Roadrunners inhabit the deserts of the southwestern United States, Mexico and Central America. Public Domain photo
Exploring Nature: Roadrunners
A friend recently reported thievery by a bird; a greater roadrunner ate the cat food in an outdoor feeding dish.
Roadrunners will do things like that. They are bold birds, one of the only species that will fight – and defeat – an angry rattlesnake.
A member of the cuckoo family, the greater roadrunner is found mostly in the U.S. and Mexico, often in desert country. There is also a lesser roadrunner which hangs out in Central America.
Weighing about 10 ounces and with a head-to-tail length of about 24 inches, the greater roadrunner eats about anything, including seeds, insects and bits of prickly pear cactus. It has glands above the eyes which secrete excess salt from its blood.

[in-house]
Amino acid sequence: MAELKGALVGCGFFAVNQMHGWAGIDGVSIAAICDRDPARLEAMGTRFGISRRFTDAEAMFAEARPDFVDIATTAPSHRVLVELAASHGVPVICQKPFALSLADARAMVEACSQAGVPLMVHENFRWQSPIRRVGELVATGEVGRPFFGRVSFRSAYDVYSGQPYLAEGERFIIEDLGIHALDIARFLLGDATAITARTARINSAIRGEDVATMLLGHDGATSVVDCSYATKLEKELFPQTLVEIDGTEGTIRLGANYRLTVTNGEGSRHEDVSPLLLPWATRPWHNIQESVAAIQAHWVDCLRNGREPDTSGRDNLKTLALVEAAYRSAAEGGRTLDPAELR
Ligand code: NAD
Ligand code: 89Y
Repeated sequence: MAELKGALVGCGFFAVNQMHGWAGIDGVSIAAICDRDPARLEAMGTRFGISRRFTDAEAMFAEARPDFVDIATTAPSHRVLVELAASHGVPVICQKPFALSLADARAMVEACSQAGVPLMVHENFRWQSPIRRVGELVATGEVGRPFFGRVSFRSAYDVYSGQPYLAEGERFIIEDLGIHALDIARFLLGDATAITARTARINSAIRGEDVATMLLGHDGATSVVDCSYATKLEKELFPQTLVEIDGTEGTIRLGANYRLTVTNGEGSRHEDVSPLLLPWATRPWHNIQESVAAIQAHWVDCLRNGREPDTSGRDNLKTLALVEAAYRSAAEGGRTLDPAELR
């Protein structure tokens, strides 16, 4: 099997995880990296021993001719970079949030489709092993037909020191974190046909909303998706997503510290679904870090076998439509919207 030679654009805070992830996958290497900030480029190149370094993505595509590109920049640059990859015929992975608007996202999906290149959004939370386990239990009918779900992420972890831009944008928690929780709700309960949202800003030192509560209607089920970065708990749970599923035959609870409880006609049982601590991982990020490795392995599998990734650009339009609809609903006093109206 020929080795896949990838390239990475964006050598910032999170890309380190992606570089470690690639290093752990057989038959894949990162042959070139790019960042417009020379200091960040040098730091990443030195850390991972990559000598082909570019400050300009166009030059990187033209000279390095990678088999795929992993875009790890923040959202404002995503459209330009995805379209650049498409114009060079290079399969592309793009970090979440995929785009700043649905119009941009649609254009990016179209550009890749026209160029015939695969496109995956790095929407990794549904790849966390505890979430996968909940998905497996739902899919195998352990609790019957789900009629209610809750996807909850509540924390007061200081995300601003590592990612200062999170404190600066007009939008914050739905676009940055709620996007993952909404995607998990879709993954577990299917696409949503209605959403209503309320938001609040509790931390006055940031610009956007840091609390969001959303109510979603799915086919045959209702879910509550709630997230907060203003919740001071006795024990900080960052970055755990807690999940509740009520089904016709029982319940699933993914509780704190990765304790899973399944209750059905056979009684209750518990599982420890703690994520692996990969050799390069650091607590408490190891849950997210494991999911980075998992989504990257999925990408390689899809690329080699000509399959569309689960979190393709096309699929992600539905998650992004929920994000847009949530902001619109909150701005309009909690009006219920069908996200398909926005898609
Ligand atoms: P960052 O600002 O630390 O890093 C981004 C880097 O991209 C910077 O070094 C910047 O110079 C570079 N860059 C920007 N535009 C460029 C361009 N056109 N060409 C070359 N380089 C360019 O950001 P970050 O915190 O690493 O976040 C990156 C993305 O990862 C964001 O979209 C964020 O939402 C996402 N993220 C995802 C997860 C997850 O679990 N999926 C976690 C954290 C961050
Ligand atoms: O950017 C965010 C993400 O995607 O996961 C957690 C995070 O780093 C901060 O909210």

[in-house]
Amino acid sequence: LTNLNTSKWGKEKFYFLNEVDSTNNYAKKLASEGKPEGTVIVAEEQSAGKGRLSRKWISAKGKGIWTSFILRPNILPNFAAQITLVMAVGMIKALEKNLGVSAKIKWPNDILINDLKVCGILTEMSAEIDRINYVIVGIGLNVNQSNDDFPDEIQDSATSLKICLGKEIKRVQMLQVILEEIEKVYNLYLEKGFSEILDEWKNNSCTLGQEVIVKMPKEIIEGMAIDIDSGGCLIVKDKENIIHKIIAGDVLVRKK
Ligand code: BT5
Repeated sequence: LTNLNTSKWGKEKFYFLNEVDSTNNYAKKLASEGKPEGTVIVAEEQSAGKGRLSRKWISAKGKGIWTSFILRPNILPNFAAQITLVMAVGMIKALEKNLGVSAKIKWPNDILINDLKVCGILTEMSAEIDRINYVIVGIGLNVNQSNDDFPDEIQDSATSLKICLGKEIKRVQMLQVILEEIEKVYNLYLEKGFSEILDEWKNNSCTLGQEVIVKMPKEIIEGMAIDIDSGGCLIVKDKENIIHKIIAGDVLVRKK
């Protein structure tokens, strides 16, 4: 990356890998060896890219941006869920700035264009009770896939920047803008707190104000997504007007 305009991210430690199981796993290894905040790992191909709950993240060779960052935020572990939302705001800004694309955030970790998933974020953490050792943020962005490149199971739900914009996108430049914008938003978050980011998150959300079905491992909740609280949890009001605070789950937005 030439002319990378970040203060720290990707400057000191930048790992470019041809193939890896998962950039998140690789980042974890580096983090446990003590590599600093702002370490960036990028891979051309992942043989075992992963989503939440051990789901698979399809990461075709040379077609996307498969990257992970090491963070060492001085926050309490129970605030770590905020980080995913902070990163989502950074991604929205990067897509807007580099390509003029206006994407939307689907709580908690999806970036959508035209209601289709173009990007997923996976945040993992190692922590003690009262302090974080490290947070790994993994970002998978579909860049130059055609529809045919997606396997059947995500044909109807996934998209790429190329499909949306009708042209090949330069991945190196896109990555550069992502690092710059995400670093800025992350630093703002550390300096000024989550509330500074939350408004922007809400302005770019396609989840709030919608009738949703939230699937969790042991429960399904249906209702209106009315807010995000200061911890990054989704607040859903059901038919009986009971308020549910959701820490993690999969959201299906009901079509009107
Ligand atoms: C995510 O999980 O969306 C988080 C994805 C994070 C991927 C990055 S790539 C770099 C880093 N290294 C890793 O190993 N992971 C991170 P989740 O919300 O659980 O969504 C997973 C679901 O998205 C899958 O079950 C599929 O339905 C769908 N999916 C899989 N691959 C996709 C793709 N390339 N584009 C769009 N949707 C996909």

Also known as chaparrals or paisanos, roadrunners enjoy perching on high locations to take sunbaths. They can sprint up to 15 miles per hour and will fly if under duress. They build their nests from sticks, leaves and even snakeskins.
The state bird of New Mexico, the roadrunner is a favorite of old cartoons, often being chased by a hapless coyote and going “beep-beep.” In real life, the bird usually utters a dovelike series of coos or makes a clattering sound with its beak.
The female can produce up to two clutches of eggs each year. If you want to attract roadrunners, just put out a dish of cat food. At least, it worked for that friend of mine.